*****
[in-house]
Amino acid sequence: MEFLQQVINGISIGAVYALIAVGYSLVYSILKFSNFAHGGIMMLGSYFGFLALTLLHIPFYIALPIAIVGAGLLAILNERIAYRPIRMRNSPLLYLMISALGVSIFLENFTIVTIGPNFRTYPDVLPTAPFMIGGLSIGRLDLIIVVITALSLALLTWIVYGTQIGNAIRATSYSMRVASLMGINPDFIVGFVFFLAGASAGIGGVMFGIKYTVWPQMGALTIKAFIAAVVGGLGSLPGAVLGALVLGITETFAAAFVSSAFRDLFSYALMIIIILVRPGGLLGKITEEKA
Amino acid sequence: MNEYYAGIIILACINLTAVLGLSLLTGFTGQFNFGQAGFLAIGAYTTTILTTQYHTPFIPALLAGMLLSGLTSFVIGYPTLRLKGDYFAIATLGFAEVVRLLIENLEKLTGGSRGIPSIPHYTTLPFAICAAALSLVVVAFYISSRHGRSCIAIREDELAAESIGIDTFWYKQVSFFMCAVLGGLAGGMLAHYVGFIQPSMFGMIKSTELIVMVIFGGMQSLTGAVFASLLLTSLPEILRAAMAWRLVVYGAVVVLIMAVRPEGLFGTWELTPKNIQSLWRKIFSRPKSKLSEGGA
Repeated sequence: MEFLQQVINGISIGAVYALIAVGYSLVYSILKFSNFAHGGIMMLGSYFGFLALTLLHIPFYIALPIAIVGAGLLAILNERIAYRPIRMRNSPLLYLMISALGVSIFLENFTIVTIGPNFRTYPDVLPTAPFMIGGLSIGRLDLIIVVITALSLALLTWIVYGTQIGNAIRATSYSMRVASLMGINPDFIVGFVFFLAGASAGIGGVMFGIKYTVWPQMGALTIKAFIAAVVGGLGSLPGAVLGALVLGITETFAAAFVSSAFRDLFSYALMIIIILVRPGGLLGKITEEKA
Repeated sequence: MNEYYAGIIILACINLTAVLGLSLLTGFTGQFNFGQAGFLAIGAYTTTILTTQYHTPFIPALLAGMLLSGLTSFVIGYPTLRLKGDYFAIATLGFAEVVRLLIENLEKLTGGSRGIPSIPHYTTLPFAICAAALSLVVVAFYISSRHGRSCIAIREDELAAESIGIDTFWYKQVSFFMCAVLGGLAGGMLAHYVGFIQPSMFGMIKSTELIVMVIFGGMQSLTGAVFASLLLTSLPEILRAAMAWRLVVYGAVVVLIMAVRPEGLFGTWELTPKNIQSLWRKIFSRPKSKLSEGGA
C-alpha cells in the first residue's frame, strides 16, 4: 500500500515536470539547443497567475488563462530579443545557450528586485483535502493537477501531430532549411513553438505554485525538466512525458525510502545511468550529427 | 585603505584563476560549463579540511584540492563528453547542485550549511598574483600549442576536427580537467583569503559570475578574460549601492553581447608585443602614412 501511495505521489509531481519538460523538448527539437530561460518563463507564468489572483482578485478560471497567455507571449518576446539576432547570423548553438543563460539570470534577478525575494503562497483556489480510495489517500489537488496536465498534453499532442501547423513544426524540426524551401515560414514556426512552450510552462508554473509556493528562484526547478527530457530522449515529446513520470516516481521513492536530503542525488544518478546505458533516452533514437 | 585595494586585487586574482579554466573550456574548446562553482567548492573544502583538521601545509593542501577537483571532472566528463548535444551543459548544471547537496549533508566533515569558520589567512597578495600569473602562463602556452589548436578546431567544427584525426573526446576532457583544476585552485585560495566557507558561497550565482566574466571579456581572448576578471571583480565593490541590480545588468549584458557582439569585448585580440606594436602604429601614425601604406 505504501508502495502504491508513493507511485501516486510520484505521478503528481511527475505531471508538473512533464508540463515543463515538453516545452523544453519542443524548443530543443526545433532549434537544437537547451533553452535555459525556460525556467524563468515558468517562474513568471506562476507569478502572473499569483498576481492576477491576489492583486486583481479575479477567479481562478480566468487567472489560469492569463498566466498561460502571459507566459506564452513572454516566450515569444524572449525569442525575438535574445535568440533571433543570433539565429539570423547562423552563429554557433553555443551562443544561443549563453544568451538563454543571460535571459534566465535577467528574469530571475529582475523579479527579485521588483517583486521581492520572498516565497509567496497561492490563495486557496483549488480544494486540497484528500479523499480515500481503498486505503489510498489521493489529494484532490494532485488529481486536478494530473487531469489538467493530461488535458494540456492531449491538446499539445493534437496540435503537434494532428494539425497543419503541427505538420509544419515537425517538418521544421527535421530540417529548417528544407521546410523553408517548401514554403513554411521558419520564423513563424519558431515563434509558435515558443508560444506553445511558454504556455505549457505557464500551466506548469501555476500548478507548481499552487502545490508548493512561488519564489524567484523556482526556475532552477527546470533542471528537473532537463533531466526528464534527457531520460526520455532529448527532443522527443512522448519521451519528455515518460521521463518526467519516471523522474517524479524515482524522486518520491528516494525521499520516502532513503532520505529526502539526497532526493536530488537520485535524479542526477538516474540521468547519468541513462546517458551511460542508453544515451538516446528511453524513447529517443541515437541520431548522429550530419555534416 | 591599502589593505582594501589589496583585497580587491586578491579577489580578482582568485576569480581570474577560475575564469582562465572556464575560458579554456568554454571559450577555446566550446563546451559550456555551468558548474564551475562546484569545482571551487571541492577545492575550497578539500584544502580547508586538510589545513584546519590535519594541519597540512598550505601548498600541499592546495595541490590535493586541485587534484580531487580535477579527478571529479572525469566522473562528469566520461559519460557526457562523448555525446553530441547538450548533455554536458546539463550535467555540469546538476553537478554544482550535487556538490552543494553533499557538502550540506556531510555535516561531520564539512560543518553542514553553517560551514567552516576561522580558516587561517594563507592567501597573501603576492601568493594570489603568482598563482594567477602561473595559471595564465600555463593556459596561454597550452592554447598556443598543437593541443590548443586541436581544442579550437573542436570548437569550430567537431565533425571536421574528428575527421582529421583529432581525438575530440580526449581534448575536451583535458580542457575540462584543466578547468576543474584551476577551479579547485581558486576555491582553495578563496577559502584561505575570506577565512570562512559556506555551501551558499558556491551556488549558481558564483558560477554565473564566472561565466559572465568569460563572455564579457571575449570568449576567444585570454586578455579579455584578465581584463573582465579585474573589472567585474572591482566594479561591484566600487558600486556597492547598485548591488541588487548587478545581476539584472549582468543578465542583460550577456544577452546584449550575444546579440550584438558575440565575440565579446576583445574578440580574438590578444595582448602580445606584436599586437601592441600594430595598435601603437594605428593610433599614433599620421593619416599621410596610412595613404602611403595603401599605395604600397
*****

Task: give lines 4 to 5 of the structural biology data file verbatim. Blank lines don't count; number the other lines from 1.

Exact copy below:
Repeated sequence: MEFLQQVINGISIGAVYALIAVGYSLVYSILKFSNFAHGGIMMLGSYFGFLALTLLHIPFYIALPIAIVGAGLLAILNERIAYRPIRMRNSPLLYLMISALGVSIFLENFTIVTIGPNFRTYPDVLPTAPFMIGGLSIGRLDLIIVVITALSLALLTWIVYGTQIGNAIRATSYSMRVASLMGINPDFIVGFVFFLAGASAGIGGVMFGIKYTVWPQMGALTIKAFIAAVVGGLGSLPGAVLGALVLGITETFAAAFVSSAFRDLFSYALMIIIILVRPGGLLGKITEEKA
Repeated sequence: MNEYYAGIIILACINLTAVLGLSLLTGFTGQFNFGQAGFLAIGAYTTTILTTQYHTPFIPALLAGMLLSGLTSFVIGYPTLRLKGDYFAIATLGFAEVVRLLIENLEKLTGGSRGIPSIPHYTTLPFAICAAALSLVVVAFYISSRHGRSCIAIREDELAAESIGIDTFWYKQVSFFMCAVLGGLAGGMLAHYVGFIQPSMFGMIKSTELIVMVIFGGMQSLTGAVFASLLLTSLPEILRAAMAWRLVVYGAVVVLIMAVRPEGLFGTWELTPKNIQSLWRKIFSRPKSKLSEGGA